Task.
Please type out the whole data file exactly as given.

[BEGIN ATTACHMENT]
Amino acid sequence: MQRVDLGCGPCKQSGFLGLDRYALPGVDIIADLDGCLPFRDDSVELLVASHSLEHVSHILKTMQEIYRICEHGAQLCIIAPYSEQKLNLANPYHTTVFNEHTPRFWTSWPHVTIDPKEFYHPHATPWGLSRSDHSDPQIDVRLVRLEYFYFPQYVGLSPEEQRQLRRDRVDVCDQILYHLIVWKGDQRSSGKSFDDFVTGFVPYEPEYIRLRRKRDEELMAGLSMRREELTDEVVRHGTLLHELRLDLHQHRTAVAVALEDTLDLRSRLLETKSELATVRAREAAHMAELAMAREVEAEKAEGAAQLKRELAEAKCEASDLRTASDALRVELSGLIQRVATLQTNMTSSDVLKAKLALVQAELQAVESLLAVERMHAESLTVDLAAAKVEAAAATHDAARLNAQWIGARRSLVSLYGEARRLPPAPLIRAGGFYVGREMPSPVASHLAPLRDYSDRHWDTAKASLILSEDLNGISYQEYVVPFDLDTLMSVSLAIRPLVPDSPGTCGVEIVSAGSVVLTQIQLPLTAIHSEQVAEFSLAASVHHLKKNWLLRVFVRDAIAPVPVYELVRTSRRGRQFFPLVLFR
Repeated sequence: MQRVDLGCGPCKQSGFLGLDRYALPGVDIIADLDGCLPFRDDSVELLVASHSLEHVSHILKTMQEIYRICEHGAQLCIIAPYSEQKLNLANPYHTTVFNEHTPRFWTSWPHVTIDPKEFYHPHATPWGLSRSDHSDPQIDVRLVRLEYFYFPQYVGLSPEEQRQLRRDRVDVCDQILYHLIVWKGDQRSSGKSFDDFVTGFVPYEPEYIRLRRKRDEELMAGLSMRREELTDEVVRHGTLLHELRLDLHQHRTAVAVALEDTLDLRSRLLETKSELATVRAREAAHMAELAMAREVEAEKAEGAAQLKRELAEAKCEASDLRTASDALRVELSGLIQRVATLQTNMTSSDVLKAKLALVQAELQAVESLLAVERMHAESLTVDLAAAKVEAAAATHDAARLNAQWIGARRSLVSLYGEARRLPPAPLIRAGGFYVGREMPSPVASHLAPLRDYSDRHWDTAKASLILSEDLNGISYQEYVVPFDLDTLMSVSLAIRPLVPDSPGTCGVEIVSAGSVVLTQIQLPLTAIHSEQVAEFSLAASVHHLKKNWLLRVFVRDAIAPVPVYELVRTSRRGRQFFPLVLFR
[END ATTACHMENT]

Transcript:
Amino acid sequence: MQRVDLGCGPCKQSGFLGLDRYALPGVDIIADLDGCLPFRDDSVELLVASHSLEHVSHILKTMQEIYRICEHGAQLCIIAPYSEQKLNLANPYHTTVFNEHTPRFWTSWPHVTIDPKEFYHPHATPWGLSRSDHSDPQIDVRLVRLEYFYFPQYVGLSPEEQRQLRRDRVDVCDQILYHLIVWKGDQRSSGKSFDDFVTGFVPYEPEYIRLRRKRDEELMAGLSMRREELTDEVVRHGTLLHELRLDLHQHRTAVAVALEDTLDLRSRLLETKSELATVRAREAAHMAELAMAREVEAEKAEGAAQLKRELAEAKCEASDLRTASDALRVELSGLIQRVATLQTNMTSSDVLKAKLALVQAELQAVESLLAVERMHAESLTVDLAAAKVEAAAATHDAARLNAQWIGARRSLVSLYGEARRLPPAPLIRAGGFYVGREMPSPVASHLAPLRDYSDRHWDTAKASLILSEDLNGISYQEYVVPFDLDTLMSVSLAIRPLVPDSPGTCGVEIVSAGSVVLTQIQLPLTAIHSEQVAEFSLAASVHHLKKNWLLRVFVRDAIAPVPVYELVRTSRRGRQFFPLVLFR
Repeated sequence: MQRVDLGCGPCKQSGFLGLDRYALPGVDIIADLDGCLPFRDDSVELLVASHSLEHVSHILKTMQEIYRICEHGAQLCIIAPYSEQKLNLANPYHTTVFNEHTPRFWTSWPHVTIDPKEFYHPHATPWGLSRSDHSDPQIDVRLVRLEYFYFPQYVGLSPEEQRQLRRDRVDVCDQILYHLIVWKGDQRSSGKSFDDFVTGFVPYEPEYIRLRRKRDEELMAGLSMRREELTDEVVRHGTLLHELRLDLHQHRTAVAVALEDTLDLRSRLLETKSELATVRAREAAHMAELAMAREVEAEKAEGAAQLKRELAEAKCEASDLRTASDALRVELSGLIQRVATLQTNMTSSDVLKAKLALVQAELQAVESLLAVERMHAESLTVDLAAAKVEAAAATHDAARLNAQWIGARRSLVSLYGEARRLPPAPLIRAGGFYVGREMPSPVASHLAPLRDYSDRHWDTAKASLILSEDLNGISYQEYVVPFDLDTLMSVSLAIRPLVPDSPGTCGVEIVSAGSVVLTQIQLPLTAIHSEQVAEFSLAASVHHLKKNWLLRVFVRDAIAPVPVYELVRTSRRGRQFFPLVLFR